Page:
Stellate Ganglion Blocks are widely studied and highly effective minimally-invasive outpatient procedures performed under monitored care anesthesia (light sedation). Using x-ray fluoroscopy and ultrasound, a small needle is guided into the neck region that contains the stellate ganglion nerve cluster. Once the needle position is confirmed, a local numbing anesthetic (e.g. bupivacaine or lidocaine) is injected into the stellate ganglion. The entire procedure is performed under ultrasound guidance and takes an average of 20 minutes to complete (33). Although the effects of the local anesthetic wear off within 8-12 hours, a single SGB has been shown to provide immediate symptom-relief that lasts several weeks or months (21). Many patients only require a single procedure to effectively alleviate their PTSD or anxiety symptoms, but two to three procedures spread over several years is also common (33).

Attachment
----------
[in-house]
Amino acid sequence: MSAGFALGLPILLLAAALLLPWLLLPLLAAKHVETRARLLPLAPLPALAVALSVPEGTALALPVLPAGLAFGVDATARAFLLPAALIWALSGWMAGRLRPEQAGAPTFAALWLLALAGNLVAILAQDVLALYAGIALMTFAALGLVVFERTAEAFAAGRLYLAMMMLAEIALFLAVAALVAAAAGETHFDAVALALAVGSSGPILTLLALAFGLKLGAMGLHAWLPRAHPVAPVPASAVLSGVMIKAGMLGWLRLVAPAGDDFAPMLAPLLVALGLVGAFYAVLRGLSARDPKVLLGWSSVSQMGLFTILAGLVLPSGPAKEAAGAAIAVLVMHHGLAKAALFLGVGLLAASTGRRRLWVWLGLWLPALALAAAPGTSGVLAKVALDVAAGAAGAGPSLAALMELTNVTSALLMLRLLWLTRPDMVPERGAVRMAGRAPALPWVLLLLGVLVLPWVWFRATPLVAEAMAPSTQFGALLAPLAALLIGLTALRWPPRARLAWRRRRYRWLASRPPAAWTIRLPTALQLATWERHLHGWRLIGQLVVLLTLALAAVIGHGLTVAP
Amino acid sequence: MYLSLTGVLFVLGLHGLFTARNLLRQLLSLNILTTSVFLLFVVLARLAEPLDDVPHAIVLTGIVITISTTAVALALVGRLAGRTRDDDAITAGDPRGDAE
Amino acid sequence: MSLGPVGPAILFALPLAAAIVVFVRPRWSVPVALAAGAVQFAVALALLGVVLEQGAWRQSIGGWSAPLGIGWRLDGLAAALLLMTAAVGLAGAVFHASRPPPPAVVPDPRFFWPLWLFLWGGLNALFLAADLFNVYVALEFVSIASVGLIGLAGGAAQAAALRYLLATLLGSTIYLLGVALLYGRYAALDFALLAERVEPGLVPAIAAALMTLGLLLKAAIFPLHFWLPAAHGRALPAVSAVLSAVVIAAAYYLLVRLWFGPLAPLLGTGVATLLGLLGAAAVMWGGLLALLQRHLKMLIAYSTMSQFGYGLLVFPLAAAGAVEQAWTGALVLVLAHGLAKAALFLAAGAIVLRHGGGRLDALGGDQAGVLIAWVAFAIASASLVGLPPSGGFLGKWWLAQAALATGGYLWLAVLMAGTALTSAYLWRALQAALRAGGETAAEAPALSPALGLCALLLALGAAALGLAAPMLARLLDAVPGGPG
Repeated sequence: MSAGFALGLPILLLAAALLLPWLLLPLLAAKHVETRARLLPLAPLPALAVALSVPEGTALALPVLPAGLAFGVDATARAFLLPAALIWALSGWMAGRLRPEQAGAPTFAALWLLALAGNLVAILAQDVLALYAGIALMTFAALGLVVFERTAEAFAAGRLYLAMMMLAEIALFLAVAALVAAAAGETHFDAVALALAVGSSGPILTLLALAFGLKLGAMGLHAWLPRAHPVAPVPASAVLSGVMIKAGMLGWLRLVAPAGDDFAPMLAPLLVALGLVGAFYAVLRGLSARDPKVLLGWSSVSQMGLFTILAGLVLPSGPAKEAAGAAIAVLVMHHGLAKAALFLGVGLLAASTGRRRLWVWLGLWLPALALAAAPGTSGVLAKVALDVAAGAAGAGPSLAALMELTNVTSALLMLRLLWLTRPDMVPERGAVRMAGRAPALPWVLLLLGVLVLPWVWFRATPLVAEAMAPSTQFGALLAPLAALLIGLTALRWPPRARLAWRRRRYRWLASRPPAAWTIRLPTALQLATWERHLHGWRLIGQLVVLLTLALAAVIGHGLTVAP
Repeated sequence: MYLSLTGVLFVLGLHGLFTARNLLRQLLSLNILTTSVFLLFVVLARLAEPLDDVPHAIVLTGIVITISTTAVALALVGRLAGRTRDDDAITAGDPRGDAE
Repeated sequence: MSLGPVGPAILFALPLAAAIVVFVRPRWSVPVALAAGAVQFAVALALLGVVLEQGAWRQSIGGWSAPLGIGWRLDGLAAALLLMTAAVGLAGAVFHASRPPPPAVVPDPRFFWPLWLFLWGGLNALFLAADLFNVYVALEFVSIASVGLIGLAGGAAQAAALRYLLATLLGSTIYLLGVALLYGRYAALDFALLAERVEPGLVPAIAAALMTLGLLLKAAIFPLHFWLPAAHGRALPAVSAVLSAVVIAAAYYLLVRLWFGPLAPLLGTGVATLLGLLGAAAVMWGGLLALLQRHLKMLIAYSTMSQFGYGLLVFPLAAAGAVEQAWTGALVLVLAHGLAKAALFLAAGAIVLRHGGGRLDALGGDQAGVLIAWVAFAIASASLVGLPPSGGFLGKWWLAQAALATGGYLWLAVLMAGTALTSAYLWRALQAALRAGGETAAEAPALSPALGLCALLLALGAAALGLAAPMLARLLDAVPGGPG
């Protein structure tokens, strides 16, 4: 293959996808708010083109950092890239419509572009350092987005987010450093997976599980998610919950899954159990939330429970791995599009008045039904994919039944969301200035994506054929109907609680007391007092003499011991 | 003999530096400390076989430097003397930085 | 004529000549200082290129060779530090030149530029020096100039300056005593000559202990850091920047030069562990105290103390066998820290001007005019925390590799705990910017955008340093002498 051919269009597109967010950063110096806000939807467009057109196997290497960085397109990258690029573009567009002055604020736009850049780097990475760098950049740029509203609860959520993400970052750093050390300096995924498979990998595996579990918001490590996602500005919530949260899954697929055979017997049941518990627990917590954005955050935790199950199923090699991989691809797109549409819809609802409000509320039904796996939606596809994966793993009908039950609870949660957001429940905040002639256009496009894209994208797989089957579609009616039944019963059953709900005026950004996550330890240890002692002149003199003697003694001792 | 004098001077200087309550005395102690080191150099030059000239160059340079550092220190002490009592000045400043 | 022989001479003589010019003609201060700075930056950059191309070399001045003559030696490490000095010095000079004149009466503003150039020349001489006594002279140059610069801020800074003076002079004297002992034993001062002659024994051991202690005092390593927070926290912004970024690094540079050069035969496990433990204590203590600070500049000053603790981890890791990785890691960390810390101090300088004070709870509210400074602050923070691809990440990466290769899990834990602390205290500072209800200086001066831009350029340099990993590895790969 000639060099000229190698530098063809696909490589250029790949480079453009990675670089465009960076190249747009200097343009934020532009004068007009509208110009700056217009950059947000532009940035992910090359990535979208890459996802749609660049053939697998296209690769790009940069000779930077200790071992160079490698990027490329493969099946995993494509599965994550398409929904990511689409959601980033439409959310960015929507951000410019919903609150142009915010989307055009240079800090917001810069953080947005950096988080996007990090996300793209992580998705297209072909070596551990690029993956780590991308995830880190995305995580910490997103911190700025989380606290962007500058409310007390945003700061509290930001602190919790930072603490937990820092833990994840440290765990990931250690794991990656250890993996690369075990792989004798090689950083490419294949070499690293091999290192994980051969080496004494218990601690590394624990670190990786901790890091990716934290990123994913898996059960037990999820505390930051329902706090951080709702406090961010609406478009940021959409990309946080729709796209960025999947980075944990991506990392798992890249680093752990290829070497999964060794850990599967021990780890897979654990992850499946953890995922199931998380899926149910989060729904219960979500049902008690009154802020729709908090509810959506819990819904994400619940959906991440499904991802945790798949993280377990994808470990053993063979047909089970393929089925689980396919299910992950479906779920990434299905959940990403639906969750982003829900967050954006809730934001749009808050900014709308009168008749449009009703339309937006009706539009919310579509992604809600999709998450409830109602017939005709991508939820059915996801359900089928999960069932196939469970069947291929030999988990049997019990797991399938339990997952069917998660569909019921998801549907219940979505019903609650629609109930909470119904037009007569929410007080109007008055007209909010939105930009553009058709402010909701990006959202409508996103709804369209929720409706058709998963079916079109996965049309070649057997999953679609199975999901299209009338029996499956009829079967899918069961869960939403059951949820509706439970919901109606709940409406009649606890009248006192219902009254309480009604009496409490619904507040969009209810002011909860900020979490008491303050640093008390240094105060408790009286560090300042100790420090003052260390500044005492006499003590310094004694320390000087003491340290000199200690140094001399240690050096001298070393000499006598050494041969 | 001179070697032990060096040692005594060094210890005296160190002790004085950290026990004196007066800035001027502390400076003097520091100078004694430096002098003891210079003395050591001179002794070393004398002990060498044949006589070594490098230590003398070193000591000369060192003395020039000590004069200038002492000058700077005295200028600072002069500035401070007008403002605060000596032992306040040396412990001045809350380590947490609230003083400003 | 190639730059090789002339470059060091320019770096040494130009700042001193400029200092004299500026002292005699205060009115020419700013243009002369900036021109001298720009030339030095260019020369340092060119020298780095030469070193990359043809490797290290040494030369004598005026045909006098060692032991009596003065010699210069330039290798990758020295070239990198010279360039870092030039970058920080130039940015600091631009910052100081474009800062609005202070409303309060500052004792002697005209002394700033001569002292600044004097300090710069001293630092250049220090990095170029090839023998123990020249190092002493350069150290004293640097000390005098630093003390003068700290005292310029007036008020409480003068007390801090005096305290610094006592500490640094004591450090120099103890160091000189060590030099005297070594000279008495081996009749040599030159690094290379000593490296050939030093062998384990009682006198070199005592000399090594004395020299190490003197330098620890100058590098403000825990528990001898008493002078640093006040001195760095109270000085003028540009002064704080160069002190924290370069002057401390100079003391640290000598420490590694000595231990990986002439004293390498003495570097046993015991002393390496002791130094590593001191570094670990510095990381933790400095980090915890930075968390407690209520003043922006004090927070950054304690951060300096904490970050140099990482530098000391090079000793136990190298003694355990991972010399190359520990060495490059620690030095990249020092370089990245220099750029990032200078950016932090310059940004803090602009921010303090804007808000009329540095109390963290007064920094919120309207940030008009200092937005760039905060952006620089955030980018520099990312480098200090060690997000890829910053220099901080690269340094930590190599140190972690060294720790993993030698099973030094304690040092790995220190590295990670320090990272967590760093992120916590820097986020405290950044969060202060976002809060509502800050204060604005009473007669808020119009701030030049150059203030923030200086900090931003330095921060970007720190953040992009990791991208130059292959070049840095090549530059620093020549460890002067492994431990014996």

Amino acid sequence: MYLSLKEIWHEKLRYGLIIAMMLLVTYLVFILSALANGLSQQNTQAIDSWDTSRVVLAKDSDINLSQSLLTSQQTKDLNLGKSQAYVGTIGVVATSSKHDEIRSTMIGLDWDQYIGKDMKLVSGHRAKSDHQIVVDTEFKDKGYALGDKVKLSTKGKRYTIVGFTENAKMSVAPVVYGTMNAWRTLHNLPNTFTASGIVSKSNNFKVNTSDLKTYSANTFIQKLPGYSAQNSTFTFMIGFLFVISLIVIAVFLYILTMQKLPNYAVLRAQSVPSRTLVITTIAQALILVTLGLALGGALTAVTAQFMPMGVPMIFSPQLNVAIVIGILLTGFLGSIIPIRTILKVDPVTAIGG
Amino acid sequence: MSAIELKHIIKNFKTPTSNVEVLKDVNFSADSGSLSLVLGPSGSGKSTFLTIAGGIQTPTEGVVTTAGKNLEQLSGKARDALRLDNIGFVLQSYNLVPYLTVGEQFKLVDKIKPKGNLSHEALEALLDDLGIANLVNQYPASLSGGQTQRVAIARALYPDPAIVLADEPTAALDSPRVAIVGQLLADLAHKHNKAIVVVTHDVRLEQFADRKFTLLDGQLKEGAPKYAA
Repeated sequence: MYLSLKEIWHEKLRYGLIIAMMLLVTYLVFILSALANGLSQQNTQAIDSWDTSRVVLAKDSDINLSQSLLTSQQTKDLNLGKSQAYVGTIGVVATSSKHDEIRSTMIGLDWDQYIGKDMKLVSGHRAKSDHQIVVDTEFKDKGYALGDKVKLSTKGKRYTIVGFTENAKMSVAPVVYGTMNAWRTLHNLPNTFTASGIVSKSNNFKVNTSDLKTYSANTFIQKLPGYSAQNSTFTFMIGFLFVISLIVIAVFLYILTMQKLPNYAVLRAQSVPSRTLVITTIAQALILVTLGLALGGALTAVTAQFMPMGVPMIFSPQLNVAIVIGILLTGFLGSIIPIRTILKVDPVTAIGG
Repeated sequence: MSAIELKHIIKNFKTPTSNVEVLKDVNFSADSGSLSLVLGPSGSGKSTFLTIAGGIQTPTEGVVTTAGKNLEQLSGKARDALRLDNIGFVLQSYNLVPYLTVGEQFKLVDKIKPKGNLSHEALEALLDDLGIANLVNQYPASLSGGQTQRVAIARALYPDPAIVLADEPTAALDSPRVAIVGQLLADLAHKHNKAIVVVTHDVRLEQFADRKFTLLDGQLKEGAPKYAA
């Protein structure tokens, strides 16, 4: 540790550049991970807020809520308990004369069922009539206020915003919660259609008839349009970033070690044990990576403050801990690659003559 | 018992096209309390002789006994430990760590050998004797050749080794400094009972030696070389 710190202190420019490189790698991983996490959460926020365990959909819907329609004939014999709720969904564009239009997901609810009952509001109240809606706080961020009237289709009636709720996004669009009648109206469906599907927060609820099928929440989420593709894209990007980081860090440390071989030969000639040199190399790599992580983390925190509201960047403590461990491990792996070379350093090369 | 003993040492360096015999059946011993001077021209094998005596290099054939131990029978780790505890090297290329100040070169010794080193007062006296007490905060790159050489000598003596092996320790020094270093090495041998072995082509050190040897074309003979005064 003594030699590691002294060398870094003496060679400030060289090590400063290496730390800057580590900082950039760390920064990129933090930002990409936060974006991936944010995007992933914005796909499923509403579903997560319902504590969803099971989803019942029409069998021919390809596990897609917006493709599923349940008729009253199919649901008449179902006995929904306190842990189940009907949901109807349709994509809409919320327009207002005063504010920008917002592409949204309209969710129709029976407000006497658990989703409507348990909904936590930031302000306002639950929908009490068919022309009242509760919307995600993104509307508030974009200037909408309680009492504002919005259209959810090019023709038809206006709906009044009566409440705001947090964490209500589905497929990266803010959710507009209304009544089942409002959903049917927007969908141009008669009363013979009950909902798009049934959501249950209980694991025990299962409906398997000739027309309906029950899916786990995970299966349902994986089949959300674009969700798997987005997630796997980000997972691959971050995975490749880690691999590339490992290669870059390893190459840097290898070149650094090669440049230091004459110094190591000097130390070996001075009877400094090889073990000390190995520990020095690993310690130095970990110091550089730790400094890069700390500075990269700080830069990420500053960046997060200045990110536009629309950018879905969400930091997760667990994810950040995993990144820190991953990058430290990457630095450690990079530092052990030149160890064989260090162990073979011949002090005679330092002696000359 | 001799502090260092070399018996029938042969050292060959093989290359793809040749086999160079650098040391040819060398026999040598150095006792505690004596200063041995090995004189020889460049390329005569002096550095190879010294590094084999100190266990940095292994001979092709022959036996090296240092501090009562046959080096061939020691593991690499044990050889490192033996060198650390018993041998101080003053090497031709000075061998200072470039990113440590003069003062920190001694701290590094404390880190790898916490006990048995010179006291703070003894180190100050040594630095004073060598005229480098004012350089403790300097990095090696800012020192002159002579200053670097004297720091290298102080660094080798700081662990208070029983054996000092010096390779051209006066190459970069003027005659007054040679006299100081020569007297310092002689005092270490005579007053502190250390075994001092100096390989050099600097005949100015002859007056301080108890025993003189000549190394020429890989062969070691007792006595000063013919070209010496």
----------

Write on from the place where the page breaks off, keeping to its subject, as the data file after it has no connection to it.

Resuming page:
PTSD and Anxiety are chronic mental disorders that can severely impact quality of life, and traditional treatment options fail to address the physical changes that occur as a result of these conditions. Stellate Ganglion Blocks provide patients with a safe and effective treatment option for PTSD and anxiety, and clinical data has repeatedly shown that SGBs produce powerful and long-lasting symptom relief. By collaborating with mental health professionals, the Anesthesiologists at Hudson Medical offer SGBs to patients struggling to manage their PTSD and Anxiety symptoms.